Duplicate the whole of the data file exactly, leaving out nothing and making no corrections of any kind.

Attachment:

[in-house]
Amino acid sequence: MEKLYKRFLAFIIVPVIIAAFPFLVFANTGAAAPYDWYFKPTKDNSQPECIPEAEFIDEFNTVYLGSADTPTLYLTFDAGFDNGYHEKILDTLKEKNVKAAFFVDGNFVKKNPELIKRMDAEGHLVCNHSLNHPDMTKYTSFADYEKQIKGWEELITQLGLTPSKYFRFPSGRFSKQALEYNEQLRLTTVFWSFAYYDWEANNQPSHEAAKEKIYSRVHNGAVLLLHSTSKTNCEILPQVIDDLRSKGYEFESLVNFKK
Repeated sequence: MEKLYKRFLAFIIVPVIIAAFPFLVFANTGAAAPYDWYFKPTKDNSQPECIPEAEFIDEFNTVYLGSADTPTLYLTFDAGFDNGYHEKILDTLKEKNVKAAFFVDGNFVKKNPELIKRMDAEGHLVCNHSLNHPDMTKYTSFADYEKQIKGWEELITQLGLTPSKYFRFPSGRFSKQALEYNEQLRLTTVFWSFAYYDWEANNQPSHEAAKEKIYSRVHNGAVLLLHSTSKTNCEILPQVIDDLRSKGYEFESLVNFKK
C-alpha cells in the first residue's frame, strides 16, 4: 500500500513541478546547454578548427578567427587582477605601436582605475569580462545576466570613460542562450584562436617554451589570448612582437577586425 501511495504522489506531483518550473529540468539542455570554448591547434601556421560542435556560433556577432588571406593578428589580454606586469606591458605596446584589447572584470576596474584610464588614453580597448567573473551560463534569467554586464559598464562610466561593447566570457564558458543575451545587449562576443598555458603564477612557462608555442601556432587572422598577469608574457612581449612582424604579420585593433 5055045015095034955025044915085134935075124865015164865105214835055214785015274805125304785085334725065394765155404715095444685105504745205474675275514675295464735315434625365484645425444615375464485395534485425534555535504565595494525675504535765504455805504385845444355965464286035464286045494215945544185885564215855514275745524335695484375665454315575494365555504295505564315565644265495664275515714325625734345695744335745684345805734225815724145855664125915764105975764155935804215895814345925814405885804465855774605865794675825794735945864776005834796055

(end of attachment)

[in-house]
Amino acid sequence: MEKLYKRFLAFIIVPVIIAAFPFLVFANTGAAAPYDWYFKPTKDNSQPECIPEAEFIDEFNTVYLGSADTPTLYLTFDAGFDNGYHEKILDTLKEKNVKAAFFVDGNFVKKNPELIKRMDAEGHLVCNHSLNHPDMTKYTSFADYEKQIKGWEELITQLGLTPSKYFRFPSGRFSKQALEYNEQLRLTTVFWSFAYYDWEANNQPSHEAAKEKIYSRVHNGAVLLLHSTSKTNCEILPQVIDDLRSKGYEFESLVNFKK
Repeated sequence: MEKLYKRFLAFIIVPVIIAAFPFLVFANTGAAAPYDWYFKPTKDNSQPECIPEAEFIDEFNTVYLGSADTPTLYLTFDAGFDNGYHEKILDTLKEKNVKAAFFVDGNFVKKNPELIKRMDAEGHLVCNHSLNHPDMTKYTSFADYEKQIKGWEELITQLGLTPSKYFRFPSGRFSKQALEYNEQLRLTTVFWSFAYYDWEANNQPSHEAAKEKIYSRVHNGAVLLLHSTSKTNCEILPQVIDDLRSKGYEFESLVNFKK
C-alpha cells in the first residue's frame, strides 16, 4: 500500500513541478546547454578548427578567427587582477605601436582605475569580462545576466570613460542562450584562436617554451589570448612582437577586425 501511495504522489506531483518550473529540468539542455570554448591547434601556421560542435556560433556577432588571406593578428589580454606586469606591458605596446584589447572584470576596474584610464588614453580597448567573473551560463534569467554586464559598464562610466561593447566570457564558458543575451545587449562576443598555458603564477612557462608555442601556432587572422598577469608574457612581449612582424604579420585593433 5055045015095034955025044915085134935075124865015164865105214835055214785015274805125304785085334725065394765155404715095444685105504745205474675275514675295464735315434625365484645425444615375464485395534485425534555535504565595494525675504535765504455805504385845444355965464286035464286045494215945544185885564215855514275745524335695484375665454315575494365555504295505564315565644265495664275515714325625734345695744335745684345805734225815724145855664125915764105975764155935804215895814345925814405885804465855774605865794675825794735945864776005834796055